May 31, 2018 - 11:05 AM EDT
Print Email Article Font Down Font Up
Renewable Energy Co-operatives Providing Local Solutions to Climate Change

GUELPH, Ontario, May 31, 2018 (GLOBE NEWSWIRE) -- Renewable energy co-operatives offer one of the best proven solutions to fight climate change in Ontario. They ensure local control over rising energy costs, with the added advantage of significant investment and job growth in the communities where they reside.

Utilizing the co-operative model means community members are investing to build the renewable energy infrastructure that feeds their homes and businesses.  Local ownership means the returns on their investment remain within the community.

“Keeping the ownership of renewable power assets in local hands is a great way to build the economy and make all Ontarians part of the solution to climate change,” says David Cork, Executive Director of The Renewable Energy Co-op, one of the first co-operatives of its kind developed in 1998. “As our communities develop real-world experience around renewable energy, they inevitably become motivated to seek out other ways to address their climate impact.”

A recent study by York University revealed that every dollar of local investment in renewable energy results in more than $2 in additional economic activity within the community. Furthermore, when capital from local investors and local firms was used to develop the projects, the economic impact on the local economy increased by 47% compared to a project without these local components. It estimates that the community power sector will drive approximately $5.2 billion of additional economic activity over the life of its current energy production contracts. In Ontario, there are approximately 60 renewable energy co-operatives harnessing both wind and solar energy to benefit local communities. Those RE Co-ops are ready and willing partners who want to work with their Municipal Councils to tackle the next wave of opportunities, together.

“The Province can and should empower municipalities to take action to lower their energy costs, while increasing local ownership and control over their energy sources. We think Municipalities are the ideal partner to engage their residents through the co-operative model,” says Erin Morgan, Executive Director of the Ontario Co-operative Association.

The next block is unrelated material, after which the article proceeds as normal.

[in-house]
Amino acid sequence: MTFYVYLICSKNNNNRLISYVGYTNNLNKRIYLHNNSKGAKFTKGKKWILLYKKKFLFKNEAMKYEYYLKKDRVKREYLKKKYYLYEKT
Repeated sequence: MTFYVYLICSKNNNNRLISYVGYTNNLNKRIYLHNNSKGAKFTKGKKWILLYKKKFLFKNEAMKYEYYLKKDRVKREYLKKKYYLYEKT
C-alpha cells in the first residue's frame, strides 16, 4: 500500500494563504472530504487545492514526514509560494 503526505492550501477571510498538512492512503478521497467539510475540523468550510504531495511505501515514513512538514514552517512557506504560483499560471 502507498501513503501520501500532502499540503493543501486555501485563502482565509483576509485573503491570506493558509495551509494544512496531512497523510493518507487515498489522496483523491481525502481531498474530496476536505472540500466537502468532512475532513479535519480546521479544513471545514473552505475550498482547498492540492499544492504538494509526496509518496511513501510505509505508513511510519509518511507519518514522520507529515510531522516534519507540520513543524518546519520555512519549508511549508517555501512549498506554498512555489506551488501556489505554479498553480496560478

A great example of a successful community renewable energy co-operative is the Ottawa Renewable Energy Co-operative (OREC). Developed in 2011, their mission is to empower Eastern Ontario residents to take ownership of their electricity by offering them investment opportunities in local renewable energy projects. In seven years, their members have invested more than $7 million in operating projects, have accumulated over 700 member-owners, and have 17 solar projects benefitting communities throughout the region.

SolarShare is another successful renewable energy co-operative, with a mission to end our reliance on non-renewable energy sources. With over 1,500 members who have invested over $38 million and have earned over $3.3 million in returns, they are the leading RE co-operative in North America. Ontario residents can invest in local solar power projects by buying SolarShare bonds, and in doing so, they become a voting member of the co-operative.

There are many such illustrations of locally-based renewable energy co-operatives providing opportunities for communities to enhance resilience in the face of global economic and climate change crises.

Adds Cork: “We do not ask for subsidies or handouts – only that the Province provide a level playing field for renewable energy projects and co-operatives. The timing is ripe to unlock the power of local ownership – it is such a powerful source of great economic, social and environmental opportunity at the local and provincial level that should be recognized and promoted.”

Additional information about renewable energy co-operatives:

Structured as a co-operative business, renewable energy co-operatives deliver economic, social and environmental benefits to the communities within which they operate by:

  • providing investment opportunities that yield financial returns for community members
  • Increasing employment opportunities and options for local community partners to diversify investment portfolios, in order to generate the capital needed to finance other development projects within the community
  • promoting social unity, as community members who invested in the co-operative (regardless of the amount invested) gain a sense of ownership and belonging, and unite around the development of renewable energy projects
  • increasing the level of energy security by avoiding reliance on imported fuels that may be harmful to the environment and that contribute to flow of financial capital out of the province
  • contributing to advancing the Province’s strategy for environmental sustainability by promoting low-carbon energy development options as feasible sources of clean renewable energy, thereby helping stabilize electricity supply across the province, and displacing GHG emissions produced from coal

ABOUT THE ONTARIO CO-OPERATIVE ASSOCIATION (OCA)

Co-operatives are a different kind of business model that are driven by people, planet and profit. OCA supports, develops, educates and advocates for Ontario’s 1,500+ co-operative businesses. We exist to strengthen and unite the co-operative movement and we believe that co-operatives are the solution to creating stronger communities, which help to build a better world. Visit www.ontario.coop. facebook.com/oncoop. twitter.com/ontariocoops.

Contact Erin Morgan, OCA Executive Director at Tel: 519.763.8271 x 30 or at Email: [email protected]

Primary Logo


Source: GlobeNewswire (May 31, 2018 - 11:05 AM EDT)

News by QuoteMedia
www.quotemedia.com

Legal Notice